In the months where I was pregnant and alone, definitely not ever how I had planned how my life would go **grins** I laid awake at night worried about the awesome responsibility of launching a human being in the world. I really worried whether I going to be able to do this well. I really wanted to be a good parent, but sometimes you suck at something no matter how badly you want to do well at it... and I was afraid this would be one of those things. She wasn't even born yet and her parents had messed up her life. Great start, eh?

But yanno, in the moment she was born I felt my life's priorities effortlessly and instantaneously alter. It was the most extraordinary feeling. In that moment I "got" what love is. I "got" how my parents loved me. I don't think anyone can really get it until they have their kid. It's kinda like when you were learning how to ride a bike, no matter how well someone explained "balance" you didn't get it until the moment you experienced it. I used to worry about maybe resenting "giving up" stuff or the way my life would alter because I had a kid... all of it was absolutely nothing to give up, because my life was willingly transformed in the moment of her birth. That still blows me away.

She's off to university in 10 weeks. It sure doesn't feel like it's been a 20 year ride. Yeah, there's been some rough patches... I've laid awake nights worrying about how to handle something or how I can help her get out of her own way. I cannot imagine my life without her in it. It would seem somehow less significant. I have learned so much about life and love being her mum. I never did get the hang of kidspeak but we sure had fascinating conversations and I've done so many things I would never have done without her. Gosh, she is so different than I am it has been fascinating to see the world thru her eyes. I learned how to throw a ball, do the nine timestables with my fingers and fell in love all over again with hockey. **grins**

The best thing I have ever done in my life is be this extraordinary person's support. I have had successes in my life - climbed the corporate ladder, achieved what I set out to, travelled a bunch, but yanno, as important as I once thought all that was, the thing that really matters to me, the thing I am most proud of is being her mum. It was the toughest job I have ever done and absolutely no contest, the most fulfilling and rewarding.
 ItsMargo
Joined: 4/24/2007
Msg: 43 (view)
 
We're exclusive - does the POF account need to be hidden?
Posted: 6/23/2012 3:11:55 PM
OP = Opening Post
... and also Opening Poster.

I'm still here and, until he got tired of the forums, so was my sweetie.

It's good you are openly communicating together about this... that bodes well for learning about each other. Taking how he has presented this at face value...

I generally don't have a problem with flirtatious behaviour. I have a huge problem you are uncomfortable and he is placing his virtual flirting ahead of your discomfort. If either my sweetie or myself were uncomfortable with continuing here in any capacity, we'd pull out of here pronto. Real life has to come before pixels, or in the world according to me, priorities are messed up.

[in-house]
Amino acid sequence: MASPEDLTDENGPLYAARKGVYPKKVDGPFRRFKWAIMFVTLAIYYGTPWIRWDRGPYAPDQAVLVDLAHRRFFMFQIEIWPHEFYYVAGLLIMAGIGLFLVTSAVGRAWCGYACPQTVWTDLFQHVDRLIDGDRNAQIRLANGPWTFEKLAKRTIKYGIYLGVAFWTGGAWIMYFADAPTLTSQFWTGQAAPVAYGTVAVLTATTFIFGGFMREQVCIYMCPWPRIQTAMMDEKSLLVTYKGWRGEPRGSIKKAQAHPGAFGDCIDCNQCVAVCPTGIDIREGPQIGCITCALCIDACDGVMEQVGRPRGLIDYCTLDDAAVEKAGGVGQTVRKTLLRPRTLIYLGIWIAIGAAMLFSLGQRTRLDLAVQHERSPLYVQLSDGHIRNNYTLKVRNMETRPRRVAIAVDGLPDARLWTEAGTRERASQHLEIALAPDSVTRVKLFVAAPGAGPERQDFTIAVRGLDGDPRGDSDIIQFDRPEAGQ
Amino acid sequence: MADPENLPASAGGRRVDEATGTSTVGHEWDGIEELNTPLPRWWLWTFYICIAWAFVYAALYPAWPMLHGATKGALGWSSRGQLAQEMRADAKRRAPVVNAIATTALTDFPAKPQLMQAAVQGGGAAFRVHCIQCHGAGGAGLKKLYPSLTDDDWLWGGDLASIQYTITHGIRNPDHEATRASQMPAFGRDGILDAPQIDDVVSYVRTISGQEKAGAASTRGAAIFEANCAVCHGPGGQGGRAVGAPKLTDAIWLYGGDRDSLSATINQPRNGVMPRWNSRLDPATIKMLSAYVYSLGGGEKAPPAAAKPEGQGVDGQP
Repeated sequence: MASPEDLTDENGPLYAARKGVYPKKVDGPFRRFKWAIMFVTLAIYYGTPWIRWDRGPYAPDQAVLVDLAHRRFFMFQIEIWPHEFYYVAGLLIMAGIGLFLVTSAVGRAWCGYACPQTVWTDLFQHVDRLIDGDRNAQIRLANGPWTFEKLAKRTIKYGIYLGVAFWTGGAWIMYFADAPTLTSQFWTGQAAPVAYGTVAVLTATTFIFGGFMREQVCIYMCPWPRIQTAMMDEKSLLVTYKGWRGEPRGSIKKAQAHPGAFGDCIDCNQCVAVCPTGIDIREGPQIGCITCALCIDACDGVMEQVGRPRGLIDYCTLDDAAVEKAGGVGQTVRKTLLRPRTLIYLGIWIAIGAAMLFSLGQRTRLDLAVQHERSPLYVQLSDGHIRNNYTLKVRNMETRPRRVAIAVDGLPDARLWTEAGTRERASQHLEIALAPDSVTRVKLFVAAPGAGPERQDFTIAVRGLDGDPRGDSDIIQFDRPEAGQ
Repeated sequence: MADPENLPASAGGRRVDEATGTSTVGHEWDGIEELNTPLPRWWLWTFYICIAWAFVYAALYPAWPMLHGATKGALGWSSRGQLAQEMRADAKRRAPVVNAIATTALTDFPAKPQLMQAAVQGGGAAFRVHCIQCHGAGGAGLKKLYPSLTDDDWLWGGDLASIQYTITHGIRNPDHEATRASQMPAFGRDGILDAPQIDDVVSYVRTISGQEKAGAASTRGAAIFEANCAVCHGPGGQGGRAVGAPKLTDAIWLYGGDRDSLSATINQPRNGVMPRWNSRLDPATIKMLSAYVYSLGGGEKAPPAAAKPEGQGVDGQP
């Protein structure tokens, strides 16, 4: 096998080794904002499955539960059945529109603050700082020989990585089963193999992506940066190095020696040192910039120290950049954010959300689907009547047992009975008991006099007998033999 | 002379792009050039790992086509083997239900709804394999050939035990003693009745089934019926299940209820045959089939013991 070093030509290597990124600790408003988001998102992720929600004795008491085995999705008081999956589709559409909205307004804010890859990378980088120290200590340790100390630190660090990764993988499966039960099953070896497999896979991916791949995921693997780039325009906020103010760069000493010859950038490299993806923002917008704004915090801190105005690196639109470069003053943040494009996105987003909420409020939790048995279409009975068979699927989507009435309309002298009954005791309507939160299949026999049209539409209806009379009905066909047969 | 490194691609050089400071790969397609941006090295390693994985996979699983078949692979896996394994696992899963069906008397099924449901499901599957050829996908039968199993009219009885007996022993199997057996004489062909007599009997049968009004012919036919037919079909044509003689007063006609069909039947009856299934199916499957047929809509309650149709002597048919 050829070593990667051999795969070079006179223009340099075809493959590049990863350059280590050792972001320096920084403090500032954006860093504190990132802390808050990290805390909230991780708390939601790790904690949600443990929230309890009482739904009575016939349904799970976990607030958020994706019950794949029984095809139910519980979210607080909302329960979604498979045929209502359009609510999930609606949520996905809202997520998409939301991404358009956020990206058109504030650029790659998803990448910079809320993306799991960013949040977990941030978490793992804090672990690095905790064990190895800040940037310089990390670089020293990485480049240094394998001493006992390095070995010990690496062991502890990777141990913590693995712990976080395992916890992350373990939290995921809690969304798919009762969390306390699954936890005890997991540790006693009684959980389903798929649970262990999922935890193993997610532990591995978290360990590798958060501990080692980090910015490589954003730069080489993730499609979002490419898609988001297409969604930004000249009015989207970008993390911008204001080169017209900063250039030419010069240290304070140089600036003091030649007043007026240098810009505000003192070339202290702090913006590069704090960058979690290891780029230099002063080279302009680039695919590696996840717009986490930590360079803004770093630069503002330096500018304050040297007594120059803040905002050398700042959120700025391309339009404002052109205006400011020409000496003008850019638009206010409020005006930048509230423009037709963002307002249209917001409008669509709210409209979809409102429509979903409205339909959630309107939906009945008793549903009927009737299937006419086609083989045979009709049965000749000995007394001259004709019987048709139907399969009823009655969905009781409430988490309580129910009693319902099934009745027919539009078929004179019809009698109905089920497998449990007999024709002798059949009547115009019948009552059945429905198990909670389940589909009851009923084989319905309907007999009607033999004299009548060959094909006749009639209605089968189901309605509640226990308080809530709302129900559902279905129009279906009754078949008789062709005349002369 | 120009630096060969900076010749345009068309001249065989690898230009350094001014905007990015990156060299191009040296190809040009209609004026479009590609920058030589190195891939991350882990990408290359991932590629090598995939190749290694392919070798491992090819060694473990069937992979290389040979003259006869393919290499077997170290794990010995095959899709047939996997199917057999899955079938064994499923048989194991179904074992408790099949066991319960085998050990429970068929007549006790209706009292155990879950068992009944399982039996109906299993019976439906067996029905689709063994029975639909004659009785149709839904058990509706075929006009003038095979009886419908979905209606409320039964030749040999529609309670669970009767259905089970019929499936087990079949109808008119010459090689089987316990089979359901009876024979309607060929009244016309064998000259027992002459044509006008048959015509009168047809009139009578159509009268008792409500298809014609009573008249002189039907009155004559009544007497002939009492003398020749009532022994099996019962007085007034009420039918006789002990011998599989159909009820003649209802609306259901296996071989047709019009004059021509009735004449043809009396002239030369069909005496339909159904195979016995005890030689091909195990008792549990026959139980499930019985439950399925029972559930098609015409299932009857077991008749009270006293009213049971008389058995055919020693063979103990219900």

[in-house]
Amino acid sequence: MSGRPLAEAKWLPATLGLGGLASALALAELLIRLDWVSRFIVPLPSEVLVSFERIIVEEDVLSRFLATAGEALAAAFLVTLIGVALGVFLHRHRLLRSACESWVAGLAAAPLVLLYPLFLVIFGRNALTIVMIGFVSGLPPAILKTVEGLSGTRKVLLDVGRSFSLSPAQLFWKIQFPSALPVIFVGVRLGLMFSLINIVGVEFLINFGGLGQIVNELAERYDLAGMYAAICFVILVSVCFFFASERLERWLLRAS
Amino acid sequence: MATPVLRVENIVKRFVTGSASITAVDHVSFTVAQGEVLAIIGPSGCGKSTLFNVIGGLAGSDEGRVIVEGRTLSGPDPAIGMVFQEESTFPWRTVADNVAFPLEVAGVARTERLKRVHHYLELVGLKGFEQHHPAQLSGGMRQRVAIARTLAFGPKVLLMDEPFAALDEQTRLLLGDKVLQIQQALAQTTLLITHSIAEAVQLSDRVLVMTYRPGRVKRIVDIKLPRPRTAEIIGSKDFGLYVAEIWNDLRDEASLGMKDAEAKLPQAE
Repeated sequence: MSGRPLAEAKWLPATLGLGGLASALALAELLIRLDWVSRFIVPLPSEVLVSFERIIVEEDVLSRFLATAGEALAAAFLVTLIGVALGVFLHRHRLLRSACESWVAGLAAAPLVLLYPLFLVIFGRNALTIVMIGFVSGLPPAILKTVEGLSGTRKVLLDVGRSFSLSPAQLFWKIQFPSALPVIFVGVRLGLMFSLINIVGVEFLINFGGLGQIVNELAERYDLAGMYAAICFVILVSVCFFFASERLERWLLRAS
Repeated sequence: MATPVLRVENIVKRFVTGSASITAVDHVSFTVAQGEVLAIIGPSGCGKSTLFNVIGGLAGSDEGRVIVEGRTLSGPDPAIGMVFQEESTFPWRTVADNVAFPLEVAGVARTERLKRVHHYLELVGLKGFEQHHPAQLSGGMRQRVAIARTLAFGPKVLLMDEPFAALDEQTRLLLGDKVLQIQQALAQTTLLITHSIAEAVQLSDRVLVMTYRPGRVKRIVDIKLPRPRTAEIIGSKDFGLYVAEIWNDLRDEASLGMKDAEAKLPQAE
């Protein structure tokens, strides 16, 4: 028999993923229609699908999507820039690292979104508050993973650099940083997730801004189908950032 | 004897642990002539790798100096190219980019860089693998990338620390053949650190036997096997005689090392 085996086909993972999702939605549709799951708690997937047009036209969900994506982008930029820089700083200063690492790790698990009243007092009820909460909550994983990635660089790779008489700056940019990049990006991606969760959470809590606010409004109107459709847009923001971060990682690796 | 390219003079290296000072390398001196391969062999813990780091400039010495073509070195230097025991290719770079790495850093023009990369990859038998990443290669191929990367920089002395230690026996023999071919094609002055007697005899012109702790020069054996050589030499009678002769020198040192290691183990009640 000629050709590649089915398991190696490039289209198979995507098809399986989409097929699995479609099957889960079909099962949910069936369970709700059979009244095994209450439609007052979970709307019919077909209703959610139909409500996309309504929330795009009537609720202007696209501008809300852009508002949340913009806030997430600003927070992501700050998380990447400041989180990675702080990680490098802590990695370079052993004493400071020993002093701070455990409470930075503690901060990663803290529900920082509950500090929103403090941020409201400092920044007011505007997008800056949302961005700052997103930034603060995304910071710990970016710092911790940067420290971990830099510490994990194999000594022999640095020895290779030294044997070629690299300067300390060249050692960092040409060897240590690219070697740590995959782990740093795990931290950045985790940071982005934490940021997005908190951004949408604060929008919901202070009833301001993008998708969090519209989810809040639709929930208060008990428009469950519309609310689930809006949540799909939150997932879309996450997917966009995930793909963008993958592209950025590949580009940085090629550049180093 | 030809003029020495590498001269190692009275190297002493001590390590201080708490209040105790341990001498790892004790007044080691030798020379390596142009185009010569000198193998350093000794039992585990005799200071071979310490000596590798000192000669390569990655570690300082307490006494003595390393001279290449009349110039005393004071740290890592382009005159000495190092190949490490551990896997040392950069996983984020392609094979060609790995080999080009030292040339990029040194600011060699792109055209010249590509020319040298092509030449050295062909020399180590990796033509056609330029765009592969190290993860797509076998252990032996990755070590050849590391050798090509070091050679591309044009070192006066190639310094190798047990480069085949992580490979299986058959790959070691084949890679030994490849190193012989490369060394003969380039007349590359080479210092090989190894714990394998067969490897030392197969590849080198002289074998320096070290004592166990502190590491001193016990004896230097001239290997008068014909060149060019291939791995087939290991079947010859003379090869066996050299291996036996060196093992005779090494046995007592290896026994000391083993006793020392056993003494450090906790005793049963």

I also have some issue with him flirting with people who think he is genuine - yanno, available. Besides the obvious (to me anyway) integrity issue... There's a fair number of timewasters and jerk-people-arounders on POF and your new fellow obviously doesn't care about being one of those people who get women's *hopes up* only to pull a disappearing act. I don't like it when people put their ego stroke or gratification ahead of consideration for other people - even strangers.
 ItsMargo
Joined: 4/24/2007
Msg: 44 (view)
 
Is it normal to not have dated in highschool?
Posted: 6/23/2012 1:16:52 PM

my youngest is like that; was called Napoleon Dynamite through school (and in thearmy); massive gamer, massive mathlete; knowledge bowler, presidential scholar and voted smartest senior. Never had a date; always was embarrassed hwen a girl would talk to him; at one point I literally wondered if he was gay (he isn't). So I'm also waiting for him to eventually ask out a girl. I wonder when it will happen... :)

If they haven't started in a few years maybe we should introduce them **grins**
 ItsMargo
Joined: 4/24/2007
Msg: 35 (view)
 
Is it normal to not have dated in highschool?
Posted: 6/22/2012 11:31:45 PM
Nah, never doomed. You'll be more experienced by tomorrow - experience is like that, it builds regardless of where or when you start it.

My kiddo is a few years younger than you - she's a jock geek math girl. Spent her high school years teaching herself html, making smart phone apps, playing hockey. Had one bf in HS who was in the student run school IT dept. Frankly, there weren't a whole boatload of people she would have been interested in dating, so I'm glad she didn't try to force it because *you're supposed to date*. Fun for her was getting together with her geek friends, setting up a LAN at someone's house and having 24 hour gaming party. She skipped prom - said she wasn't much interested in hanging with a bunch of people she hadn't liked all that much. I said sometimes people regret missing it - she figured she could live with the lifelong disappointment **grins**.

She'll likely start dating at uni - she'll find a larger pool of geeks, err compatible people.
 ItsMargo
Joined: 4/24/2007
Msg: 7 (view)
 
When the man moves fast and furious....
Posted: 6/19/2012 5:59:55 PM
Depends on what you mean by "quickly" - hanging around these forums for a few years has taught me people have VASTLY different opinions of quick and slow.